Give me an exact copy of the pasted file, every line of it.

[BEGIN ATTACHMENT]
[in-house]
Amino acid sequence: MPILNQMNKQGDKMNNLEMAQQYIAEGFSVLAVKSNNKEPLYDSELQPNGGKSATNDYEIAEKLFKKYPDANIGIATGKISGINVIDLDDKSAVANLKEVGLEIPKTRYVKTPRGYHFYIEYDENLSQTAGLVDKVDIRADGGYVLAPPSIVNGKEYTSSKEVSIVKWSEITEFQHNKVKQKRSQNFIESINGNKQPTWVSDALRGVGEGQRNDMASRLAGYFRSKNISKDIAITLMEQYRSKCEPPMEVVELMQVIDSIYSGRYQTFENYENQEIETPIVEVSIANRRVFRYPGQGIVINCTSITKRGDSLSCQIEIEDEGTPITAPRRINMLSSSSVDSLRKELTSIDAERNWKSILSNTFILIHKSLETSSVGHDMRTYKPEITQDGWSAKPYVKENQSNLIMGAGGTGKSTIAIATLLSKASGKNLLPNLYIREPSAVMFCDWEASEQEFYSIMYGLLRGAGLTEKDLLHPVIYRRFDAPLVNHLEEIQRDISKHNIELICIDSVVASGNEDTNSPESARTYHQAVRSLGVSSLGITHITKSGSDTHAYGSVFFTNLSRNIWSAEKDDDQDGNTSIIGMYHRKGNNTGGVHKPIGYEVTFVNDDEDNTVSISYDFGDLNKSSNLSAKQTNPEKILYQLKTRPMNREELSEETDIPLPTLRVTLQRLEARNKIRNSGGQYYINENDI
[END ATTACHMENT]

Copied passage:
[in-house]
Amino acid sequence: MPILNQMNKQGDKMNNLEMAQQYIAEGFSVLAVKSNNKEPLYDSELQPNGGKSATNDYEIAEKLFKKYPDANIGIATGKISGINVIDLDDKSAVANLKEVGLEIPKTRYVKTPRGYHFYIEYDENLSQTAGLVDKVDIRADGGYVLAPPSIVNGKEYTSSKEVSIVKWSEITEFQHNKVKQKRSQNFIESINGNKQPTWVSDALRGVGEGQRNDMASRLAGYFRSKNISKDIAITLMEQYRSKCEPPMEVVELMQVIDSIYSGRYQTFENYENQEIETPIVEVSIANRRVFRYPGQGIVINCTSITKRGDSLSCQIEIEDEGTPITAPRRINMLSSSSVDSLRKELTSIDAERNWKSILSNTFILIHKSLETSSVGHDMRTYKPEITQDGWSAKPYVKENQSNLIMGAGGTGKSTIAIATLLSKASGKNLLPNLYIREPSAVMFCDWEASEQEFYSIMYGLLRGAGLTEKDLLHPVIYRRFDAPLVNHLEEIQRDISKHNIELICIDSVVASGNEDTNSPESARTYHQAVRSLGVSSLGITHITKSGSDTHAYGSVFFTNLSRNIWSAEKDDDQDGNTSIIGMYHRKGNNTGGVHKPIGYEVTFVNDDEDNTVSISYDFGDLNKSSNLSAKQTNPEKILYQLKTRPMNREELSEETDIPLPTLRVTLQRLEARNKIRNSGGQYYINENDI